Winemaker series: Alex Coldicutt

Alex Coldicutt

Today I’m talking to a young winemaker who I crossed paths with a while ago, making wine for a company I knew next to nothing about. The wines speak for themselves though – with a slew of huge awards, and when i tasted some of the Chardonnay as well, it was pretty clear that this was a label that people should know more about. Reviews are coming in the next week, but for now, here is a quick chat with winemaker, Alex Coldicutt of Takapoto Estate.

What’s the background to the Takapoto Estate label?
Takapoto Estate is a boutique vineyard located on the shores of Lake Karapiro, Waikato. The Estate is also home to an equestrian arena, resident beehives, market garden and Angus cattle.

The Takapoto Estate wine label came about when owners – the Plaw family met local Winemaker Andy Anderson. Andy established the vineyard at the Karapiro, growing Chardonnay and Bordeaux varietals. In addition to the Waikato vineyard, we source Pinot Noir grapes from two world-class vineyards in Central Otago, one in Gibbston and the other in Bannockburn. In 2017 our Single Vineyard ‘Bannockburn’ Pinot Noir 2012 – Takapoto Estate’s maiden vintage, took out the Pinot Noir Trophy at the London International Wine and Spirits Competition (IWSC) and NZ Wine Producer. This was repeated in 2018 with the Single Vineyard ‘Gibbston’ Pinot Noir 2014.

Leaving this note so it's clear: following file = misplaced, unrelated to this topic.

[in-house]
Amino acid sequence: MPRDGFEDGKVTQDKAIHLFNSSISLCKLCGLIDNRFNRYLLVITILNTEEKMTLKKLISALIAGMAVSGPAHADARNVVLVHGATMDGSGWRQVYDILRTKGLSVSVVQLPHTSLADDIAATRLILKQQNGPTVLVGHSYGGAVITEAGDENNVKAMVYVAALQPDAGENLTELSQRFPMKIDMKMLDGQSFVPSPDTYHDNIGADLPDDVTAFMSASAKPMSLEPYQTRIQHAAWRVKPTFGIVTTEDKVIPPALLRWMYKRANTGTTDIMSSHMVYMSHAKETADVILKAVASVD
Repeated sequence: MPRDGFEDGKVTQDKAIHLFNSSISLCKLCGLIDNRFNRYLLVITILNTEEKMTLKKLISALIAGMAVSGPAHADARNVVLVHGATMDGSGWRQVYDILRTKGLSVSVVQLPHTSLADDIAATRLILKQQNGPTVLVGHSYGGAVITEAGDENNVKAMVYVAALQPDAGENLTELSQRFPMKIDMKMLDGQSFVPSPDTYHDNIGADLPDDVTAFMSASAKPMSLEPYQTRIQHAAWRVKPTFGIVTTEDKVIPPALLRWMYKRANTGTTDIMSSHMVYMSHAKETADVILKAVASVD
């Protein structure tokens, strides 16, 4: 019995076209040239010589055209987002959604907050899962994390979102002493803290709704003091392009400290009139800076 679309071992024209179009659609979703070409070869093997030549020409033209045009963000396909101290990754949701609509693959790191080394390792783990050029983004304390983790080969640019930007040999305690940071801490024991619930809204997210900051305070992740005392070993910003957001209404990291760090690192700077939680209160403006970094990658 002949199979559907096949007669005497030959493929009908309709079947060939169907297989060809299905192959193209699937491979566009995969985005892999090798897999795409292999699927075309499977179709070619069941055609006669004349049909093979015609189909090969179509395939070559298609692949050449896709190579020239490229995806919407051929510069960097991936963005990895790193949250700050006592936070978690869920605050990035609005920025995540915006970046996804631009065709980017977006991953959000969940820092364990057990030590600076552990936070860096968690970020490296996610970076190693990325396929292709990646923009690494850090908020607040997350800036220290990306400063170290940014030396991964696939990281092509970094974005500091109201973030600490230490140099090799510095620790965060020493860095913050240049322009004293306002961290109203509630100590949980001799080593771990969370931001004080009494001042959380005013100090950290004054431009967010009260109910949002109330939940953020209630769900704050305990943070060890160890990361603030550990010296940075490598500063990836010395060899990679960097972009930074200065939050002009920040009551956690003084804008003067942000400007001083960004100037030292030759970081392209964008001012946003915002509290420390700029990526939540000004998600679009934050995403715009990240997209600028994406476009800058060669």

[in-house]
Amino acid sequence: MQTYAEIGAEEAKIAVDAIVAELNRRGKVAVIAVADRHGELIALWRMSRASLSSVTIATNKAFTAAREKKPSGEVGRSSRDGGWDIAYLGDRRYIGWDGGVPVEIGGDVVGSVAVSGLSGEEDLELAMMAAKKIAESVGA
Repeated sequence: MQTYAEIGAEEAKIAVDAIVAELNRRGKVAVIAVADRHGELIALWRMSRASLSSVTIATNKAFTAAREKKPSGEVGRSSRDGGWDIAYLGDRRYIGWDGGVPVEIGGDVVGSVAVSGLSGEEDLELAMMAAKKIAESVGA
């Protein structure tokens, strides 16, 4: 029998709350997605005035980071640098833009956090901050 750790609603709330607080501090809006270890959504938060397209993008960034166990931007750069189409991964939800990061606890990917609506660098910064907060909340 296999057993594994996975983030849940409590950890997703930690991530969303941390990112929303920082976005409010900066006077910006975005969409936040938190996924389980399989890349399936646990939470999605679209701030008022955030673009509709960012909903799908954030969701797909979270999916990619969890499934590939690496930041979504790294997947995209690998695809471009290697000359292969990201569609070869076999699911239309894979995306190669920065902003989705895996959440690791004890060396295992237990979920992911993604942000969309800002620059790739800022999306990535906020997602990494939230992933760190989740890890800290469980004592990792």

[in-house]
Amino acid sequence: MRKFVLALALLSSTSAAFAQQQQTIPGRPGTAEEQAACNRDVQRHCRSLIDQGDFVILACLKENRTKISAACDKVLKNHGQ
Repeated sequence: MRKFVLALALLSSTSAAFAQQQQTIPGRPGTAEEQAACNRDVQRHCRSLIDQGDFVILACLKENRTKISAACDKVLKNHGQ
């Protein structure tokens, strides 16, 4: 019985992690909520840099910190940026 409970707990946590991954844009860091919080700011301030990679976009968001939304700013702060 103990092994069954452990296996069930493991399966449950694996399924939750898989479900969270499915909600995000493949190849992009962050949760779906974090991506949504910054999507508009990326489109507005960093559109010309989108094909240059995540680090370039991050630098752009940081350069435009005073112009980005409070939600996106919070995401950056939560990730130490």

Takapoto Pinots in box

What was your path to there? I started my wine career with Takapoto Estate when I was still in high school, working in the vineyards in my summer breaks alongside Andy. I quickly realized my interest and passion for the industry. I went down to Lincoln University and got my bachelors degree in Viticulture and Oenology. From there I worked vintages in Hunter Valley, Marlborough and Napa Valley. In 2018 I received a call from Andy – he was unwell and asked me to come home to help him out in the Winery as his assistant winemaker. I worked alongside him before he sadly passed away late 2019. I have continued Andy’s legacy with Takapoto Estate since then.

With a few new, smaller labels popping up in New Zealand – do you see a change in the landscape a bit – more diversity, less dominance by big brands?Yes, I think there is a place in the market for these smaller wineries, especially in the premium sector. Small scale, family-owned wineries often have a bit more room for creativity and look for a point of difference. Whether this be winemaking techniques, vineyard location or the varieties used.